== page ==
You should, however, consider the water’s E. coli level before you go swimming.  The stirring up of the lake’s bottom sediments can increase the Lake’s E. coli concentration. The Huron County Health Unit recommends checking how safe the lake is before swimming.

If you can see your feet while being knee-deep in the lake, then it’s safe to swim.

Lake Leelanau

This lake is also known as Carp Lake. Just like Glen Lake, Lake Leelanau comprises two lakes connected by Narrows. These two lakes are South Lake Leelanau, and North Lake Leelanau.

This lake is located in Leelanau Peninsula and is 21 miles long, 1.5 miles wide, and 37meters deep.

This lake is a well sought-after tourist destination for various reasons. For starters, the color of the lake keeps on changing from green to blue. Some parts of the lake even become golden! Leelanau lake also has several pristine beaches where you can relax and busk after an afternoon swim.

Some of these beaches include Schneider Beach, Vans Beach, and North Beach.

To add to the colorful water and sandy beaches, Lake Leelanau has 10 wineries that produce some of the best wine in Michigan. Some of these wineries even have kid activities to keep your young ones busy and entertained.

Lake Michigamme Location

Lake Michigamme is found in both Baraga and Marquette County. It covers over 4,000 acres and is 473 m deep.

It has three beaches and 16 islands. Although not all points of the lake are accessible by the public, there are several parks and beach points that offer public access. These include the Van Riper State Park, Clain State Park, Baraga State Park, and Mclain State Park.

Beaches on Lake Michigamme that open to the public include Eagle Harbor Beach and the Michigamme Beach area.

Other than swimming, you can also enjoy paddle boating, kayaking, fishing, and canoeing.

Lake Superior

Lake Superior covers just over 82,000 km2, 257 km wide, and 406 m deep. By surface area, Lake Superior is not only the largest freshwater lake among the Great Lakes but in the entire world.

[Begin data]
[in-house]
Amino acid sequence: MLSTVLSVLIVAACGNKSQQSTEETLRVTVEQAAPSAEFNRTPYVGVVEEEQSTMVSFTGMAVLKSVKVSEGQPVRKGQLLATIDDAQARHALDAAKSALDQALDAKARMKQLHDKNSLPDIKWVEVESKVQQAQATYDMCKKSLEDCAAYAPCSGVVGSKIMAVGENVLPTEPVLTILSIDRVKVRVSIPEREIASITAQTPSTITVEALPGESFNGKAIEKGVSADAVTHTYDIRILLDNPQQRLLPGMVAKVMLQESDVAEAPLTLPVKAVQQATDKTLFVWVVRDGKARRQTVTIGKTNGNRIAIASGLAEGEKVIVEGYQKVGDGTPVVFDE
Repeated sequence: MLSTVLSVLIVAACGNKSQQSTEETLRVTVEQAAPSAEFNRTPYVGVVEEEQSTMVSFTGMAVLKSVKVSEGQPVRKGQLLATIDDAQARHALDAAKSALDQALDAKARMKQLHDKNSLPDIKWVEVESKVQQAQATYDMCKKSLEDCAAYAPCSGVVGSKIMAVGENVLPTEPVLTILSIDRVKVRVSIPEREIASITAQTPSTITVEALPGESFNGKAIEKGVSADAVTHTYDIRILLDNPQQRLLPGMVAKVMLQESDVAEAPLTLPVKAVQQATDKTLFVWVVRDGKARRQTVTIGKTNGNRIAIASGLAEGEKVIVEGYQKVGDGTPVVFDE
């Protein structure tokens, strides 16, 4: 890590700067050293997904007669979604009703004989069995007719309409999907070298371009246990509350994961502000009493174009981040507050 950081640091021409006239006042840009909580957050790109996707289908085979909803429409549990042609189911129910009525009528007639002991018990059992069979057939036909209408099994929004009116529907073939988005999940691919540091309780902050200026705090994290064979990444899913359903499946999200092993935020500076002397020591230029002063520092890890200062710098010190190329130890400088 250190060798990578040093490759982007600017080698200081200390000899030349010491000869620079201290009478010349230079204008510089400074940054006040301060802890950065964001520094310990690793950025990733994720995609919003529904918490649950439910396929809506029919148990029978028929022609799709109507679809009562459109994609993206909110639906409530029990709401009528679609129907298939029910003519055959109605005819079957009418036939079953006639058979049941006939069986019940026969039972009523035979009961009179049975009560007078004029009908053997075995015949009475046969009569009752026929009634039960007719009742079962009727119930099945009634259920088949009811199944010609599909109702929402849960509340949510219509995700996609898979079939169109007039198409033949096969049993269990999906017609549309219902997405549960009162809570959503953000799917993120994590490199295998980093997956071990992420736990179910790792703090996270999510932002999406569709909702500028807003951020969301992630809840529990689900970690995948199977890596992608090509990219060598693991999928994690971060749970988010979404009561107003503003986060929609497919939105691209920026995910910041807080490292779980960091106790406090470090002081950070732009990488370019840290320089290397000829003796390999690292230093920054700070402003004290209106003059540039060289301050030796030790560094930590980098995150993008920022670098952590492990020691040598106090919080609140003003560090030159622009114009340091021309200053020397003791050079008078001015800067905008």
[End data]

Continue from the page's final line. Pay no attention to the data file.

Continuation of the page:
This lake is so large that it accounts for 10% of the world’s fresh surface water and 50% of all the water volume in the Great Lakes.

The average temperature of the lake is 36°F which is warm enough to swim in. Lake Superior also has great underwater visibility ranging between 8 meters to 30 meters deep. This also makes it a great spot for swimming.

Lake Superior’s water is not toxic but many people fear swimming in it due to rip currents. These are fast, strong, narrow currents that move away from the lakeshore and further into the lake. Rip currents are, therefore, dangerous as they can carry unsuspecting swimmers further into the lake.

This is especially dangerous for armature swimmers.

In case you’re caught in a rip current;

  1. Stay calm. This will help you to think clearly and conserve your energy.
  2. Don’t fight the current.
  3. Follow the shoreline to swim out of the rip current.
  4. If you can’t swim out of the current, calmly float out of the current. You can swim towards the shore once you’re out of the current.
  5. In the event, none of these steps work to get you out of the current, draw your attention to yourself. You can do this by waving your hands and calling out for help.

Burt Lake

Burt Lake is found in Tuscarora and Burt Townships. It covers 69.28 km², is 8km wide, and 181 m deep. This is the fourth largest inland lake in Michigan.

Lake Burt is a high tourist destination and it attracts three times its township’s population during tourist season. Popular recreational activities on Lake Burt include swimming, fishing, camping, boating, and canoeing.

Clam Lake

Clam Lake covers 437 acres and is 27 feet deep. This is a long slender lake. Its beaches have sand and gravel, often deposited when the water level is high.

Popular recreational activities on these lakes include fishing, swimming, and boating.

Pontiac Lake